Moree Champion 02 Jun, 2012
Even after more than a decade working on native title in NSW, anthropologist Ken Lum was amazed at what the computer spat out when he fed it details of the Gomeroi people's history and connections to country.
In support of their claim over more than 111,000 square kilometres lodged in December, Lum's six-member team at NTSCORP, the NSW native title claim peak body, had compiled family trees for 60,000 people, the largest known genealogy of Australian Aborigines ever, conducting more than 1000 interviews, combing through newspapers, school, police and farm records and mapping it all in software.
They purchased hundreds of birth, death and marriage certificates at $30 apiece and mapped Gomeroi kinship patterns from the beginning of formal record-keeping in 1830 to the present.
According to Lum, who worked for 10 years with the Northern Land Council in Darwin with people thought to have kept the most pristine links to land and culture, computer mapping demonstrated that the old way of life was still very much alive in the new, in Gomeroi country stretching from Singleton to Moree and out to Walgett.
''It shows the connection of people and country are strong and they are still following the same marriage patterns and customs. Most of them don't know explicitly the rules they are following but they are actually following them because their parents might say, 'You can't marry that person', knowing that person is a close relative,'' Lum says.
''So the old structure is still there. And most know about their sections and the proper kinship structures. They know what they are allowed to eat and where they are allowed to go,'' he says.
It was a revelation of national import, given that during the tense talks with the Keating government before the Native Title Act after the High Court's Mabo decision - made 20 years ago this weekend - the indigenous negotiators were divided into the ''A'' team from the north and the ''B'' team from southern Australia.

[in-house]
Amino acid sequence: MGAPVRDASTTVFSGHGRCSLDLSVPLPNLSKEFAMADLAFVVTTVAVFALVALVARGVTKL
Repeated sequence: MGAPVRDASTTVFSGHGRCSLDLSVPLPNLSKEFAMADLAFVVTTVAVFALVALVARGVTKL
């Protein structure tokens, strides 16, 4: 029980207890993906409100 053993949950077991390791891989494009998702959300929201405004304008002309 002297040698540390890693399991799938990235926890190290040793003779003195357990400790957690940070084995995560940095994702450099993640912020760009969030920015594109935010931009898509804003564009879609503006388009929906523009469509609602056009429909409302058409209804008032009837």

Lum says the research has confirmed that it is a myth that south-eastern Australian indigenous people are somehow lesser Aborigines because of their more intensive, earlier colonisation.
''I don't think there is much of a difference, to be honest,'' he says. This may give cheer to those who had hopes that Mabo would make a difference to Aborigines even in the south, but who find in the National Native Title Tribunal's publication to mark the 20th anniversary that 35 NSW determinations have found ''native title does not exist'' while only two have confirmed that it does.
Further, many applicants seeking to prove its extinguishment have been land councils clearing the way to make their own claims under the NSW Aboriginal Land Rights Act, which does not require the same onerous proof of continuous connection with traditional country. This has sparked conflict within indigenous communities.
Warren Mundine, the outgoing head of NTSCORP, reckons that the tribunal's agreement to register the Gomeroi claim is proof that Mabo will reap rewards for NSW Aborigines, largely because it forces developers to come to the table with traditional owners. And that includes the coalminers, from whom they will be seeking jobs.
''It's a registered title now and it covers some of the most pristine coalmining and gas operations in Australia,'' he says.